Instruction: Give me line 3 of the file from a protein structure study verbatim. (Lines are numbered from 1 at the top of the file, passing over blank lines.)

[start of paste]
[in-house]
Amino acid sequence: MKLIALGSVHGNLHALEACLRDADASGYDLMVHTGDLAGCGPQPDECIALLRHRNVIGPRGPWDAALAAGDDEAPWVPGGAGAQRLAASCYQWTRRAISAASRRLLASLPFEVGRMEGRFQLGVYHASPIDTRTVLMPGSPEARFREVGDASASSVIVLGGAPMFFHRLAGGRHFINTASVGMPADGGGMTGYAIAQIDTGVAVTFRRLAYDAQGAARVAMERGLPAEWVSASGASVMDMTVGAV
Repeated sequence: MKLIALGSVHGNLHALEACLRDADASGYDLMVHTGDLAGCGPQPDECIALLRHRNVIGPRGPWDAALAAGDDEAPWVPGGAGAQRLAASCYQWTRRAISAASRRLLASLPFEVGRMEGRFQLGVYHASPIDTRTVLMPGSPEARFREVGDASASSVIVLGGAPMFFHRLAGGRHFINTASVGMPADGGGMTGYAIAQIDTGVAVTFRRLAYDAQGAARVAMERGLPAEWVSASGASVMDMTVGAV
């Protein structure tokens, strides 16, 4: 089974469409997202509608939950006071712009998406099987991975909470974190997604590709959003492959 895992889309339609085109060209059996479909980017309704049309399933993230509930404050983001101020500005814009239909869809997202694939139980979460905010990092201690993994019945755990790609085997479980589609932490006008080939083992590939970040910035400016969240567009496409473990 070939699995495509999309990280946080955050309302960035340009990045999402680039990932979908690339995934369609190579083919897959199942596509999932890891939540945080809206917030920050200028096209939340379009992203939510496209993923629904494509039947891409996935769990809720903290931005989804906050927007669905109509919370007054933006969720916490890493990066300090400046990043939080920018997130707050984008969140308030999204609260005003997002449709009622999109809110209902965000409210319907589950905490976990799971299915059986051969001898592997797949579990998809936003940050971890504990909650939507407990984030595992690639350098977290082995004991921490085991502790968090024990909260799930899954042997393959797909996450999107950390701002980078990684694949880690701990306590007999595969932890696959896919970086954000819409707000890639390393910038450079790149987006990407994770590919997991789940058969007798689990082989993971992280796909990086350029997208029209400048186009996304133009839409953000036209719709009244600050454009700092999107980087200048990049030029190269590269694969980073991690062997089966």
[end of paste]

Repeated sequence: MKLIALGSVHGNLHALEACLRDADASGYDLMVHTGDLAGCGPQPDECIALLRHRNVIGPRGPWDAALAAGDDEAPWVPGGAGAQRLAASCYQWTRRAISAASRRLLASLPFEVGRMEGRFQLGVYHASPIDTRTVLMPGSPEARFREVGDASASSVIVLGGAPMFFHRLAGGRHFINTASVGMPADGGGMTGYAIAQIDTGVAVTFRRLAYDAQGAARVAMERGLPAEWVSASGASVMDMTVGAV